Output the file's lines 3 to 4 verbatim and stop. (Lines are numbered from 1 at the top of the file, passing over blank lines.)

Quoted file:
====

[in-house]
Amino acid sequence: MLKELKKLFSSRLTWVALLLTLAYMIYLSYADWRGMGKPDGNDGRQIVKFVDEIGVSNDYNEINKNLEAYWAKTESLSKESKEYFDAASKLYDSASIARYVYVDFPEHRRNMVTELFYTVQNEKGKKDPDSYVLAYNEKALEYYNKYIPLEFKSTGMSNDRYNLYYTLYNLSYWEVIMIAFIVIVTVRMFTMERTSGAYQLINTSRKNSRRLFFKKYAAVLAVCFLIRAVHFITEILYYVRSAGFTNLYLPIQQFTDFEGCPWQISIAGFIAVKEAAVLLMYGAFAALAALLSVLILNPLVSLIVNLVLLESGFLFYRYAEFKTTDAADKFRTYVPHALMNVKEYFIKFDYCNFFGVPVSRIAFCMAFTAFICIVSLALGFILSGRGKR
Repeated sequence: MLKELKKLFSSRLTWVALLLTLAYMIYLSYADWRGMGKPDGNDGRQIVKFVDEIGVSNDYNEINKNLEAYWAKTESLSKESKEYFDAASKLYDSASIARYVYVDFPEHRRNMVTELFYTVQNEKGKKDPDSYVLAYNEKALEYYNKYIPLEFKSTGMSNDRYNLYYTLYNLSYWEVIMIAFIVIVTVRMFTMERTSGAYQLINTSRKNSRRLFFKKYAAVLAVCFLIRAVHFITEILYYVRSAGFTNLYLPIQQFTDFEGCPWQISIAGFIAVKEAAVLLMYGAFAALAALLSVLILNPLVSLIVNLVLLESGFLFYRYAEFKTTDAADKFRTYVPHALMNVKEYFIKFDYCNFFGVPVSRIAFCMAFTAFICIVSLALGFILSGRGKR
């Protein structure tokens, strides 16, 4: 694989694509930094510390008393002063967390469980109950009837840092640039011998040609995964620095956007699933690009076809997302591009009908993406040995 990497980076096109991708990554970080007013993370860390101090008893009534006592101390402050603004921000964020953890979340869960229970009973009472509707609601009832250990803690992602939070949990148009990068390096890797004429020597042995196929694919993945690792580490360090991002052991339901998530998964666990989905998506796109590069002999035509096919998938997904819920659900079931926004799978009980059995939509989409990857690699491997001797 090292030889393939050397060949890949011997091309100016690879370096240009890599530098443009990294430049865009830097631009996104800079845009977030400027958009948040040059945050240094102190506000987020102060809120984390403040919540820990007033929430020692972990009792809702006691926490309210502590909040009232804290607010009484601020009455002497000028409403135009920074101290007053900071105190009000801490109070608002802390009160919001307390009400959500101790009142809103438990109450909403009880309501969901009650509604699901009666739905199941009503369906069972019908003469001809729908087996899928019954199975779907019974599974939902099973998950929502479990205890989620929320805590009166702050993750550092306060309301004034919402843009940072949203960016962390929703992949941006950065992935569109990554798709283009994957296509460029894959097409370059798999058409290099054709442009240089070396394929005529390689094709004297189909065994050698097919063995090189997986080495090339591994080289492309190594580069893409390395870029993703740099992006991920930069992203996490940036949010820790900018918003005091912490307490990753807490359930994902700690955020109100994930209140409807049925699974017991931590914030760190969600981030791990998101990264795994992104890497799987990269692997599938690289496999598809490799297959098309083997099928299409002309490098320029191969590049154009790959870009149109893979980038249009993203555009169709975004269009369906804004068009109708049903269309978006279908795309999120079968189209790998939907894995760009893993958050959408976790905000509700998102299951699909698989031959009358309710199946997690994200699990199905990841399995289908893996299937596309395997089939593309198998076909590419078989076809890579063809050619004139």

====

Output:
Repeated sequence: MLKELKKLFSSRLTWVALLLTLAYMIYLSYADWRGMGKPDGNDGRQIVKFVDEIGVSNDYNEINKNLEAYWAKTESLSKESKEYFDAASKLYDSASIARYVYVDFPEHRRNMVTELFYTVQNEKGKKDPDSYVLAYNEKALEYYNKYIPLEFKSTGMSNDRYNLYYTLYNLSYWEVIMIAFIVIVTVRMFTMERTSGAYQLINTSRKNSRRLFFKKYAAVLAVCFLIRAVHFITEILYYVRSAGFTNLYLPIQQFTDFEGCPWQISIAGFIAVKEAAVLLMYGAFAALAALLSVLILNPLVSLIVNLVLLESGFLFYRYAEFKTTDAADKFRTYVPHALMNVKEYFIKFDYCNFFGVPVSRIAFCMAFTAFICIVSLALGFILSGRGKR
């Protein structure tokens, strides 16, 4: 694989694509930094510390008393002063967390469980109950009837840092640039011998040609995964620095956007699933690009076809997302591009009908993406040995 990497980076096109991708990554970080007013993370860390101090008893009534006592101390402050603004921000964020953890979340869960229970009973009472509707609601009832250990803690992602939070949990148009990068390096890797004429020597042995196929694919993945690792580490360090991002052991339901998530998964666990989905998506796109590069002999035509096919998938997904819920659900079931926004799978009980059995939509989409990857690699491997001797 090292030889393939050397060949890949011997091309100016690879370096240009890599530098443009990294430049865009830097631009996104800079845009977030400027958009948040040059945050240094102190506000987020102060809120984390403040919540820990007033929430020692972990009792809702006691926490309210502590909040009232804290607010009484601020009455002497000028409403135009920074101290007053900071105190009000801490109070608002802390009160919001307390009400959500101790009142809103438990109450909403009880309501969901009650509604699901009666739905199941009503369906069972019908003469001809729908087996899928019954199975779907019974599974939902099973998950929502479990205890989620929320805590009166702050993750550092306060309301004034919402843009940072949203960016962390929703992949941006950065992935569109990554798709283009994957296509460029894959097409370059798999058409290099054709442009240089070396394929005529390689094709004297189909065994050698097919063995090189997986080495090339591994080289492309190594580069893409390395870029993703740099992006991920930069992203996490940036949010820790900018918003005091912490307490990753807490359930994902700690955020109100994930209140409807049925699974017991931590914030760190969600981030791990998101990264795994992104890497799987990269692997599938690289496999598809490799297959098309083997099928299409002309490098320029191969590049154009790959870009149109893979980038249009993203555009169709975004269009369906804004068009109708049903269309978006279908795309999120079968189209790998939907894995760009893993958050959408976790905000509700998102299951699909698989031959009358309710199946997690994200699990199905990841399995289908893996299937596309395997089939593309198998076909590419078989076809890579063809050619004139």